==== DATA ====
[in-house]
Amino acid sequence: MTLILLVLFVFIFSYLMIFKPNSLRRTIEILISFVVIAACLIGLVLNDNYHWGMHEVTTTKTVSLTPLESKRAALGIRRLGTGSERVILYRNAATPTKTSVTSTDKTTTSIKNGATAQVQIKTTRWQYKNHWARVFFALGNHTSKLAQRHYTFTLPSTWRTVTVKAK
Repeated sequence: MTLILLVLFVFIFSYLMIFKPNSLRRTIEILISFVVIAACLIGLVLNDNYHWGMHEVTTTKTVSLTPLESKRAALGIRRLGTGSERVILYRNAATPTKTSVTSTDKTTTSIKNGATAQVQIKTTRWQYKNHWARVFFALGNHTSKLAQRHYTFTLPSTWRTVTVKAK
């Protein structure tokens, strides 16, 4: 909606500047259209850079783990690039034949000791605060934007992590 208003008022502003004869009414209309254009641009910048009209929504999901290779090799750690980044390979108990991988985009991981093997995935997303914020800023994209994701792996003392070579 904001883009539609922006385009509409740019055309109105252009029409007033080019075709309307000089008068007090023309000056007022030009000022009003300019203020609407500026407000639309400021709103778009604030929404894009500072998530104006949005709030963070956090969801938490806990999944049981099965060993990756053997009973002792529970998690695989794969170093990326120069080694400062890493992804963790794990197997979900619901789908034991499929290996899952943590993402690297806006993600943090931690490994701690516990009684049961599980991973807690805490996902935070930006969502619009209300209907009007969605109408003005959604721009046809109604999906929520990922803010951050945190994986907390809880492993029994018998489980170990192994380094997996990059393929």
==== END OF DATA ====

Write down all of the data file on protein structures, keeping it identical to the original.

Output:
[in-house]
Amino acid sequence: MTLILLVLFVFIFSYLMIFKPNSLRRTIEILISFVVIAACLIGLVLNDNYHWGMHEVTTTKTVSLTPLESKRAALGIRRLGTGSERVILYRNAATPTKTSVTSTDKTTTSIKNGATAQVQIKTTRWQYKNHWARVFFALGNHTSKLAQRHYTFTLPSTWRTVTVKAK
Repeated sequence: MTLILLVLFVFIFSYLMIFKPNSLRRTIEILISFVVIAACLIGLVLNDNYHWGMHEVTTTKTVSLTPLESKRAALGIRRLGTGSERVILYRNAATPTKTSVTSTDKTTTSIKNGATAQVQIKTTRWQYKNHWARVFFALGNHTSKLAQRHYTFTLPSTWRTVTVKAK
């Protein structure tokens, strides 16, 4: 909606500047259209850079783990690039034949000791605060934007992590 208003008022502003004869009414209309254009641009910048009209929504999901290779090799750690980044390979108990991988985009991981093997995935997303914020800023994209994701792996003392070579 904001883009539609922006385009509409740019055309109105252009029409007033080019075709309307000089008068007090023309000056007022030009000022009003300019203020609407500026407000639309400021709103778009604030929404894009500072998530104006949005709030963070956090969801938490806990999944049981099965060993990756053997009973002792529970998690695989794969170093990326120069080694400062890493992804963790794990197997979900619901789908034991499929290996899952943590993402690297806006993600943090931690490994701690516990009684049961599980991973807690805490996902935070930006969502619009209300209907009007969605109408003005959604721009046809109604999906929520990922803010951050945190994986907390809880492993029994018998489980170990192994380094997996990059393929």